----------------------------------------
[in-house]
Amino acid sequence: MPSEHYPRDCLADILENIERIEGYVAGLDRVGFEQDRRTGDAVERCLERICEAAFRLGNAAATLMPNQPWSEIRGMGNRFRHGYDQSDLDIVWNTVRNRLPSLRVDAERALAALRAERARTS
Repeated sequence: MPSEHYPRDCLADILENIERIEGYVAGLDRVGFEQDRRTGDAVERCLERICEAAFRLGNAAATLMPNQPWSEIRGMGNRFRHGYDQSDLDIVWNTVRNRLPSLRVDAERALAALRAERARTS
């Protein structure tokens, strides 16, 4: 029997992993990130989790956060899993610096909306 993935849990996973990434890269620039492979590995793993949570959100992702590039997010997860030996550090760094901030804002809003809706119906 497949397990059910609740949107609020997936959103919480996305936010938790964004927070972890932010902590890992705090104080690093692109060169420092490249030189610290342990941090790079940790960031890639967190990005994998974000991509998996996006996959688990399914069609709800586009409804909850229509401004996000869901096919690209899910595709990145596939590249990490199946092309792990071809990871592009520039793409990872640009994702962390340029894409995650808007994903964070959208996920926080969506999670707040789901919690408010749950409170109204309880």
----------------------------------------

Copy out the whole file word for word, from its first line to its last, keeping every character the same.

[in-house]
Amino acid sequence: MPSEHYPRDCLADILENIERIEGYVAGLDRVGFEQDRRTGDAVERCLERICEAAFRLGNAAATLMPNQPWSEIRGMGNRFRHGYDQSDLDIVWNTVRNRLPSLRVDAERALAALRAERARTS
Repeated sequence: MPSEHYPRDCLADILENIERIEGYVAGLDRVGFEQDRRTGDAVERCLERICEAAFRLGNAAATLMPNQPWSEIRGMGNRFRHGYDQSDLDIVWNTVRNRLPSLRVDAERALAALRAERARTS
């Protein structure tokens, strides 16, 4: 029997992993990130989790956060899993610096909306 993935849990996973990434890269620039492979590995793993949570959100992702590039997010997860030996550090760094901030804002809003809706119906 497949397990059910609740949107609020997936959103919480996305936010938790964004927070972890932010902590890992705090104080690093692109060169420092490249030189610290342990941090790079940790960031890639967190990005994998974000991509998996996006996959688990399914069609709800586009409804909850229509401004996000869901096919690209899910595709990145596939590249990490199946092309792990071809990871592009520039793409990872640009994702962390340029894409995650808007994903964070959208996920926080969506999670707040789901919690408010749950409170109204309880």